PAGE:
I mean, 2009 called and they want their marketing budgets back.

Q: What about the Coinbase QR code?

Tom Donoghue: You need a hundred million eyeballs in order to get that kind of pull. But twenty percent pull on a 100 million eyeballs is insane. Their ROI was beautiful. They only really wanted people who were committed, so they knew that they were going to get an inordinate amount of draft. But their goal was to get that brand engagement moment on the biggest stage where their dollars were going to generate the right return. I thought it was pretty smart and I think that they’ve opened the door to other brands to be able to use those embedded QR codes in their spots.

There is $68 billion being spent on television and there is $19 billion being spent on CTV. That is really encouraging because that shows the playing field is not crowded right now, so if you want to get into CTV, you really have an open playing field to work with. You’re not going to be back-to-back on a sitcom where there’s like five car dealers or five local advertisers, on CTV it’s just your spot and then the program comes back. That’s very powerful. I think the budgets will get there and I also know that cord cutters will continue to grow, volume will continue to expand and that will open up even more avenues of opportunity for marketers.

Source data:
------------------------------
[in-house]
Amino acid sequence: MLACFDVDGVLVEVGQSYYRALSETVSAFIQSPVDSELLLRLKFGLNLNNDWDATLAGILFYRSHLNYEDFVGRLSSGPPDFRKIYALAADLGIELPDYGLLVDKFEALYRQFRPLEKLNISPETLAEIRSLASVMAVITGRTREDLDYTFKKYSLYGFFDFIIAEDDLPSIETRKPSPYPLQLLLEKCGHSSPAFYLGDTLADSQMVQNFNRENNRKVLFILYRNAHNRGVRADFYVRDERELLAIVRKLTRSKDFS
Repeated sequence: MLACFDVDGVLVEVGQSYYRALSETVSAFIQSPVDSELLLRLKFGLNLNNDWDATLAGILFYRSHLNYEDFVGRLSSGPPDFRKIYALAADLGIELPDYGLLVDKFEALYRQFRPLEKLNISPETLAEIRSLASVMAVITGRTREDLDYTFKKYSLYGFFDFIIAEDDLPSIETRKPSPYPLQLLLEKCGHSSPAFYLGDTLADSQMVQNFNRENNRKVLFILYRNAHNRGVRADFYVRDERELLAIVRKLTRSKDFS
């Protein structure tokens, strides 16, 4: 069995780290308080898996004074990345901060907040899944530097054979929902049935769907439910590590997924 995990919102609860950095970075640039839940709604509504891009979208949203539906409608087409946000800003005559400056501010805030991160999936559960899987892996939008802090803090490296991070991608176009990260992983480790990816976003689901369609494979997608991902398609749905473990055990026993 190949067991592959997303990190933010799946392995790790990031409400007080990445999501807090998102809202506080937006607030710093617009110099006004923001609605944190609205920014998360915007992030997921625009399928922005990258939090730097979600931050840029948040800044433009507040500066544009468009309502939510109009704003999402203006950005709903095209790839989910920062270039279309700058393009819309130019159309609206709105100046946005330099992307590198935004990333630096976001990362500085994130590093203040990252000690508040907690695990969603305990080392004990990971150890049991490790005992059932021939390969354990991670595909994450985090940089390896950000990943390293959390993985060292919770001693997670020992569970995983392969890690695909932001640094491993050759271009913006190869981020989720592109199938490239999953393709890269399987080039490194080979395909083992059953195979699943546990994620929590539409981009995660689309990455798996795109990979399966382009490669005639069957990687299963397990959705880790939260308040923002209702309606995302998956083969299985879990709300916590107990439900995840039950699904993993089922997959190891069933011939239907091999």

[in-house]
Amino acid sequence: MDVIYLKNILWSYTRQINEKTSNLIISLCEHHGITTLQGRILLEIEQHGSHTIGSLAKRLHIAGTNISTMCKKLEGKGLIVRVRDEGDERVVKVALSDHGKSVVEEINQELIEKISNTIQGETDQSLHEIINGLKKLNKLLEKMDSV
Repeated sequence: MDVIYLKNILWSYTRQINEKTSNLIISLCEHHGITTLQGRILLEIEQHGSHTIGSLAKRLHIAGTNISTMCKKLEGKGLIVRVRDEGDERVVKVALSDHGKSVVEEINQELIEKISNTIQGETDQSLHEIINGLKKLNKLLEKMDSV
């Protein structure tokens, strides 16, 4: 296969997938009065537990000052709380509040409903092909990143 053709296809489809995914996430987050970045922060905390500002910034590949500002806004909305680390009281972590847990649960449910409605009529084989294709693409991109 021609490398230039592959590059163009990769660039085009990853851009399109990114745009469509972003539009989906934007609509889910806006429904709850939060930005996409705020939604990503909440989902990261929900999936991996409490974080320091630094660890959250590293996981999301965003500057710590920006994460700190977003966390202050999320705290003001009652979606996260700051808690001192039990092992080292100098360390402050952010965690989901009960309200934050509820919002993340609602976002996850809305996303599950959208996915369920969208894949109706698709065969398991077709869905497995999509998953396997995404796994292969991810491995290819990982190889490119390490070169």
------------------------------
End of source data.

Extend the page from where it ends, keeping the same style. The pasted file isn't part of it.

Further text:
About Tom Donoghue, VP of CTV/OTT

Tom Donoghue is Vice President of CTV for GroundTruth, the leading location-based marketing and advertising technology company. Tom is responsible for leading the company’s efforts in on demand streaming advertising. As a thought leader in CTV, Tom works with agencies, direct advertisers and media resellers and is frequently featured in industry communications. Tom has run successful digital businesses in a number of industries in his career, including broadcast media, automotive, healthcare and real estate.

About Mike Brooks, SVP of Revenue, WeatherBug (A GroundTruth Company)

Mike joined the WeatherBug team in 2018 as SVP of Revenue to manage the business side of the media property, which connects 14 million consumers each month to the most accurate and innovative weather data, keeping folks safe and informed. His team’s purview covers direct sales, programmatic partnerships, business development, growth marketing, ad operations and more.

Prior to joining WeatherBug, Mike was the Global Director of App Advertising at AOL/Verizon/Oath and managed mobile programmatic demand and Verizon mobile app distribution partnerships, after starting the app install business at AOL in 2013.